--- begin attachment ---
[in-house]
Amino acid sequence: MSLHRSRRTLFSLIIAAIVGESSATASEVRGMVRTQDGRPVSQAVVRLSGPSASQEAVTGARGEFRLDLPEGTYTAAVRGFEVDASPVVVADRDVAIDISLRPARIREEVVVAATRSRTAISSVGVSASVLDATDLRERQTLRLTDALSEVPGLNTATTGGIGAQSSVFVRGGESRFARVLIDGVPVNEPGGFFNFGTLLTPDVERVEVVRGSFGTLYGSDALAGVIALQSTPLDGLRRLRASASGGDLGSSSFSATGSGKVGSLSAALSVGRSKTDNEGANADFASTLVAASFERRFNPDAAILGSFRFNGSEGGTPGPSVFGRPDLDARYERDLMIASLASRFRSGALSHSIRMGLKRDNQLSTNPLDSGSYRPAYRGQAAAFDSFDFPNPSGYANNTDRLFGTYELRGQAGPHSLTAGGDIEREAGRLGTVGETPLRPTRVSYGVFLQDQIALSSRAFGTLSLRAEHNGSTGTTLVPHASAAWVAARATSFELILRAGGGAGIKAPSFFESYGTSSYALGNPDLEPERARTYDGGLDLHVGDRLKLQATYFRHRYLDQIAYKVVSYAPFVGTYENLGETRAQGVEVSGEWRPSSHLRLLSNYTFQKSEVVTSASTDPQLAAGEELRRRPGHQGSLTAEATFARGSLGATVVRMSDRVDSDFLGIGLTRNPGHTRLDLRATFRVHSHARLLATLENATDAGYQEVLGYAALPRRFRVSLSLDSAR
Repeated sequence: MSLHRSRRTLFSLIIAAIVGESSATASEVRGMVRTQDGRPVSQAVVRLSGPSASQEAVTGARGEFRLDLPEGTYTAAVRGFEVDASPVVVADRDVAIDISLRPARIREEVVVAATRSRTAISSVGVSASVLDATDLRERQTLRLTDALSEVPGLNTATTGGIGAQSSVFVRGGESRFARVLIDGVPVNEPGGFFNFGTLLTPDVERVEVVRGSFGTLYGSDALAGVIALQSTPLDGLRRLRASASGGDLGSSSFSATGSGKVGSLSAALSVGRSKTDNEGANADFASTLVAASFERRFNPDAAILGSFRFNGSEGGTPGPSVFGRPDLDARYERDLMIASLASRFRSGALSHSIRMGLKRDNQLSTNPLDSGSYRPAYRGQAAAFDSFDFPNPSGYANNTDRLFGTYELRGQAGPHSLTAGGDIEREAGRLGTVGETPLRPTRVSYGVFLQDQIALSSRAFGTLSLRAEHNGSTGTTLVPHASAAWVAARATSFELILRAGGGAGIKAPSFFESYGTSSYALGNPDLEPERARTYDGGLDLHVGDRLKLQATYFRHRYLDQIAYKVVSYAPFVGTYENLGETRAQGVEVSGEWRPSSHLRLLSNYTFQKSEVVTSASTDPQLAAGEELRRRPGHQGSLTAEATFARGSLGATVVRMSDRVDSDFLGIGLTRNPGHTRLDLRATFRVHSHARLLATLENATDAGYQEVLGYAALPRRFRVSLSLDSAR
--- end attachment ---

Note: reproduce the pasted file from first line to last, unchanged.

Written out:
[in-house]
Amino acid sequence: MSLHRSRRTLFSLIIAAIVGESSATASEVRGMVRTQDGRPVSQAVVRLSGPSASQEAVTGARGEFRLDLPEGTYTAAVRGFEVDASPVVVADRDVAIDISLRPARIREEVVVAATRSRTAISSVGVSASVLDATDLRERQTLRLTDALSEVPGLNTATTGGIGAQSSVFVRGGESRFARVLIDGVPVNEPGGFFNFGTLLTPDVERVEVVRGSFGTLYGSDALAGVIALQSTPLDGLRRLRASASGGDLGSSSFSATGSGKVGSLSAALSVGRSKTDNEGANADFASTLVAASFERRFNPDAAILGSFRFNGSEGGTPGPSVFGRPDLDARYERDLMIASLASRFRSGALSHSIRMGLKRDNQLSTNPLDSGSYRPAYRGQAAAFDSFDFPNPSGYANNTDRLFGTYELRGQAGPHSLTAGGDIEREAGRLGTVGETPLRPTRVSYGVFLQDQIALSSRAFGTLSLRAEHNGSTGTTLVPHASAAWVAARATSFELILRAGGGAGIKAPSFFESYGTSSYALGNPDLEPERARTYDGGLDLHVGDRLKLQATYFRHRYLDQIAYKVVSYAPFVGTYENLGETRAQGVEVSGEWRPSSHLRLLSNYTFQKSEVVTSASTDPQLAAGEELRRRPGHQGSLTAEATFARGSLGATVVRMSDRVDSDFLGIGLTRNPGHTRLDLRATFRVHSHARLLATLENATDAGYQEVLGYAALPRRFRVSLSLDSAR
Repeated sequence: MSLHRSRRTLFSLIIAAIVGESSATASEVRGMVRTQDGRPVSQAVVRLSGPSASQEAVTGARGEFRLDLPEGTYTAAVRGFEVDASPVVVADRDVAIDISLRPARIREEVVVAATRSRTAISSVGVSASVLDATDLRERQTLRLTDALSEVPGLNTATTGGIGAQSSVFVRGGESRFARVLIDGVPVNEPGGFFNFGTLLTPDVERVEVVRGSFGTLYGSDALAGVIALQSTPLDGLRRLRASASGGDLGSSSFSATGSGKVGSLSAALSVGRSKTDNEGANADFASTLVAASFERRFNPDAAILGSFRFNGSEGGTPGPSVFGRPDLDARYERDLMIASLASRFRSGALSHSIRMGLKRDNQLSTNPLDSGSYRPAYRGQAAAFDSFDFPNPSGYANNTDRLFGTYELRGQAGPHSLTAGGDIEREAGRLGTVGETPLRPTRVSYGVFLQDQIALSSRAFGTLSLRAEHNGSTGTTLVPHASAAWVAARATSFELILRAGGGAGIKAPSFFESYGTSSYALGNPDLEPERARTYDGGLDLHVGDRLKLQATYFRHRYLDQIAYKVVSYAPFVGTYENLGETRAQGVEVSGEWRPSSHLRLLSNYTFQKSEVVTSASTDPQLAAGEELRRRPGHQGSLTAEATFARGSLGATVVRMSDRVDSDFLGIGLTRNPGHTRLDLRATFRVHSHARLLATLENATDAGYQEVLGYAALPRRFRVSLSLDSAR